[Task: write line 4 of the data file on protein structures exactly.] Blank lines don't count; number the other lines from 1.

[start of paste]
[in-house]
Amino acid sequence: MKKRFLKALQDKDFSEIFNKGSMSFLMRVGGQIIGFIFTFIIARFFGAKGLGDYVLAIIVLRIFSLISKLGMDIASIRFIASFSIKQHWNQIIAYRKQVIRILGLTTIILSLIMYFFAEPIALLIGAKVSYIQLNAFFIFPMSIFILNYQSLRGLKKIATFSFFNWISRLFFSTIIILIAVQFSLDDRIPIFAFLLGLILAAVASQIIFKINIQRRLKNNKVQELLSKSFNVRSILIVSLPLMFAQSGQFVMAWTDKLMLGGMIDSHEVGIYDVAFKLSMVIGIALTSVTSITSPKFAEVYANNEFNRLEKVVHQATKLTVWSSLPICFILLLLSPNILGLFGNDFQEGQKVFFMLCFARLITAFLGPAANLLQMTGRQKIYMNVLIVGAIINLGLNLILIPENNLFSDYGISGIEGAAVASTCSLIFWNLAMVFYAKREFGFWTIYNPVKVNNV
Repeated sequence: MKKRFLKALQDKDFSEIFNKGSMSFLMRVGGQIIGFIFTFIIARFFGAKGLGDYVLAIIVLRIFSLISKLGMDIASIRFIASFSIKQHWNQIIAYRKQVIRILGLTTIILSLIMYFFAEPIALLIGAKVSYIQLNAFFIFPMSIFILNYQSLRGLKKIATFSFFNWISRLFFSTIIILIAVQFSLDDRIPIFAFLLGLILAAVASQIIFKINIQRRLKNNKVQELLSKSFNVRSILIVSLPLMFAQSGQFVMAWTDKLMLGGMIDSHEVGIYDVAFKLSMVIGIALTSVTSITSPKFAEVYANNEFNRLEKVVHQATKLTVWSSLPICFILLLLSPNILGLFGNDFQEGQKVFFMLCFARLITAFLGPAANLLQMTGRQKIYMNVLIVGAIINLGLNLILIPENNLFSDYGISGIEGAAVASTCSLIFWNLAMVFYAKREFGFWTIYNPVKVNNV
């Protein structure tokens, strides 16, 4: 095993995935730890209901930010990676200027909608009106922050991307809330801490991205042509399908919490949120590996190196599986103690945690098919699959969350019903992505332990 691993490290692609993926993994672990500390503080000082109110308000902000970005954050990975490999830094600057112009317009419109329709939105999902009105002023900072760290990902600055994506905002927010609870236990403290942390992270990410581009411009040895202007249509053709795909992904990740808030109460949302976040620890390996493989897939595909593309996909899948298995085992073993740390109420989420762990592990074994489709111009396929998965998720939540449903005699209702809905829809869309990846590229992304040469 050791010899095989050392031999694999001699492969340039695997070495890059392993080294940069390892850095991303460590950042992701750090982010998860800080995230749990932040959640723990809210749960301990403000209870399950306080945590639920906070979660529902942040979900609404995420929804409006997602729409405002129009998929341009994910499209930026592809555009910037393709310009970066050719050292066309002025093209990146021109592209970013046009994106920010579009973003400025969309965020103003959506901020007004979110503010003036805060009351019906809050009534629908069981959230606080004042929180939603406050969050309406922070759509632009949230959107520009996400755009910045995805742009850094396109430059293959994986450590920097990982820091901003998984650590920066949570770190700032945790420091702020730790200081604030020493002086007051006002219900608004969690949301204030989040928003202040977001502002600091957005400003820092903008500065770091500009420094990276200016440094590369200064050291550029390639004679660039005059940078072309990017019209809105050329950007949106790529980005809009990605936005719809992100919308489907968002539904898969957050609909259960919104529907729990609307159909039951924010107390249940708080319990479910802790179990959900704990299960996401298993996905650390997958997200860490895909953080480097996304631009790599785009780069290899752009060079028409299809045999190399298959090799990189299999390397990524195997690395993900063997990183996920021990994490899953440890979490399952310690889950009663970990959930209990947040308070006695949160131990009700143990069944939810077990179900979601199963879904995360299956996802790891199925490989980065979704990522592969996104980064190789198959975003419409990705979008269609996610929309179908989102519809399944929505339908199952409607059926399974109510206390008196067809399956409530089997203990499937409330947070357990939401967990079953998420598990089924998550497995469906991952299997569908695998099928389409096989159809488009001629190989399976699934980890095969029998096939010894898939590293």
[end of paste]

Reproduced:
């Protein structure tokens, strides 16, 4: 095993995935730890209901930010990676200027909608009106922050991307809330801490991205042509399908919490949120590996190196599986103690945690098919699959969350019903992505332990 691993490290692609993926993994672990500390503080000082109110308000902000970005954050990975490999830094600057112009317009419109329709939105999902009105002023900072760290990902600055994506905002927010609870236990403290942390992270990410581009411009040895202007249509053709795909992904990740808030109460949302976040620890390996493989897939595909593309996909899948298995085992073993740390109420989420762990592990074994489709111009396929998965998720939540449903005699209702809905829809869309990846590229992304040469 050791010899095989050392031999694999001699492969340039695997070495890059392993080294940069390892850095991303460590950042992701750090982010998860800080995230749990932040959640723990809210749960301990403000209870399950306080945590639920906070979660529902942040979900609404995420929804409006997602729409405002129009998929341009994910499209930026592809555009910037393709310009970066050719050292066309002025093209990146021109592209970013046009994106920010579009973003400025969309965020103003959506901020007004979110503010003036805060009351019906809050009534629908069981959230606080004042929180939603406050969050309406922070759509632009949230959107520009996400755009910045995805742009850094396109430059293959994986450590920097990982820091901003998984650590920066949570770190700032945790420091702020730790200081604030020493002086007051006002219900608004969690949301204030989040928003202040977001502002600091957005400003820092903008500065770091500009420094990276200016440094590369200064050291550029390639004679660039005059940078072309990017019209809105050329950007949106790529980005809009990605936005719809992100919308489907968002539904898969957050609909259960919104529907729990609307159909039951924010107390249940708080319990479910802790179990959900704990299960996401298993996905650390997958997200860490895909953080480097996304631009790599785009780069290899752009060079028409299809045999190399298959090799990189299999390397990524195997690395993900063997990183996920021990994490899953440890979490399952310690889950009663970990959930209990947040308070006695949160131990009700143990069944939810077990179900979601199963879904995360299956996802790891199925490989980065979704990522592969996104980064190789198959975003419409990705979008269609996610929309179908989102519809399944929505339908199952409607059926399974109510206390008196067809399956409530089997203990499937409330947070357990939401967990079953998420598990089924998550497995469906991952299997569908695998099928389409096989159809488009001629190989399976699934980890095969029998096939010894898939590293």